A LIFETIME OF RECORDINGS

Noted jazz and pop record producer Thiele offers a chatty autobiography. Aided by record-business colleague Golden, Thiele traces his career from his start as a ``pubescent, novice jazz record producer'' in the 1940s through the '50s, when he headed Coral, Dot, and Roulette Records, and the '60s, when he worked for ABC and ran the famous Impulse! jazz label. At Coral, Thiele championed the work of ``hillbilly'' singer Buddy Holly, although the only sessions he produced with Holly were marred by saccharine strings. The producer specialized in more mainstream popsters like the irrepressibly perky Teresa Brewer (who later became his fourth wife) and the bubble-machine muzak-meister Lawrence Welk. At Dot, Thiele was instrumental in recording Jack Kerouac's famous beat- generation ramblings to jazz accompaniment (recordings that Dot's president found ``pornographic''), while also overseeing a steady stream of pop hits. He then moved to the Mafia-controlled Roulette label, where he observed the ``silk-suited, pinky-ringed'' entourage who frequented the label's offices. Incredibly, however, Thiele remembers the famously hard-nosed Morris Levy, who ran the label and was eventually convicted of extortion, as ``one of the kindest, most warm-hearted, and classiest music men I have ever known.'' At ABC/Impulse!, Thiele oversaw the classic recordings of John Coltrane, although he is the first to admit that Coltrane essentially produced his own sessions. Like many producers of the day, Thiele participated in the ownership of publishing rights to some of the songs he recorded; he makes no apology for this practice, which he calls ``entirely appropriate and without any ethical conflicts.'' A pleasant, if not exactly riveting, memoir that will be of most interest to those with a thirst for cocktail-hour stories of the record biz. (25 halftones, not seen)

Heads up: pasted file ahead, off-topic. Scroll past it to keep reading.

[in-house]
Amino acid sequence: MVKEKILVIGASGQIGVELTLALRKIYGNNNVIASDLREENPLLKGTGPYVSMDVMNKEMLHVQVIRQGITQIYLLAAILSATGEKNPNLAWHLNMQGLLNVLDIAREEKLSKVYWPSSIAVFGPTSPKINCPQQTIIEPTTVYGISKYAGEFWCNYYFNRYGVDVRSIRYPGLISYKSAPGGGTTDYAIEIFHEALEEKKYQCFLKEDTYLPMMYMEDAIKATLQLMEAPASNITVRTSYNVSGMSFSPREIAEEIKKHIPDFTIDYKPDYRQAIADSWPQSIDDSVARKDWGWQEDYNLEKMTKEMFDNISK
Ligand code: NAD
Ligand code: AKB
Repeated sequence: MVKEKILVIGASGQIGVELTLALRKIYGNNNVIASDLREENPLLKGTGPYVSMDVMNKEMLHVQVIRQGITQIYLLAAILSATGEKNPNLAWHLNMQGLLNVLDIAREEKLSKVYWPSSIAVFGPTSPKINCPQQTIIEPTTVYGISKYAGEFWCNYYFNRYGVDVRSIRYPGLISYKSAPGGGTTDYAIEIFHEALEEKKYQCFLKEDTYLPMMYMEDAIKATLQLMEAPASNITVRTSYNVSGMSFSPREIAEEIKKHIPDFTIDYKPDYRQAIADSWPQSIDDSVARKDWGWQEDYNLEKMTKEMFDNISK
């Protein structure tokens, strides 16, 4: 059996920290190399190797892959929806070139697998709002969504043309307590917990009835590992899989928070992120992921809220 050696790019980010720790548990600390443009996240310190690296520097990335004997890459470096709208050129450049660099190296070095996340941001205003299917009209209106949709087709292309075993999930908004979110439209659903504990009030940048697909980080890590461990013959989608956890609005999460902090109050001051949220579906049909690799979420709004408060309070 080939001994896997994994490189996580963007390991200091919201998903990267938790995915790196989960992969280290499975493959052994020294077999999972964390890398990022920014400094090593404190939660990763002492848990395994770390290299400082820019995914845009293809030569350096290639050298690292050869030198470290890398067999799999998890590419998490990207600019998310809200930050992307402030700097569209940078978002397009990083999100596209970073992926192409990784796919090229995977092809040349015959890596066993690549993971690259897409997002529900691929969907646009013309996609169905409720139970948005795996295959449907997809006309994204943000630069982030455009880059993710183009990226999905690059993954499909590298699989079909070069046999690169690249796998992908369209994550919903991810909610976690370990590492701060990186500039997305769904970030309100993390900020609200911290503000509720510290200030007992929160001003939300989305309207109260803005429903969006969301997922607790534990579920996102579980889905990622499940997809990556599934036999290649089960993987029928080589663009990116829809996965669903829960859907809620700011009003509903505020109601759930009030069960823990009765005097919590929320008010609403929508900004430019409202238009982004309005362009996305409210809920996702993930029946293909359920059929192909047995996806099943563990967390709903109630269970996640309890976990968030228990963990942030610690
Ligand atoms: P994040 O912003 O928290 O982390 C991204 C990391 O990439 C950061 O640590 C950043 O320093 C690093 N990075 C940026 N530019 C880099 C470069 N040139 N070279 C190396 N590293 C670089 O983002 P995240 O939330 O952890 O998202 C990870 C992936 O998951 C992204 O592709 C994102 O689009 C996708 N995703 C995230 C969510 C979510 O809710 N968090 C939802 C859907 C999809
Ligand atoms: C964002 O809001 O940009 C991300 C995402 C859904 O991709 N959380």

Pub Date: May 1, 1995

ISBN: 0-19-508629-4

Page Count: 224

Publisher: Oxford Univ.

Review Posted Online: May 20, 2010

Kirkus Reviews Issue: March 1, 1995

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Necessarily swift and adumbrative as well as inclusive, focused, and graceful.

A LITTLE HISTORY OF POETRY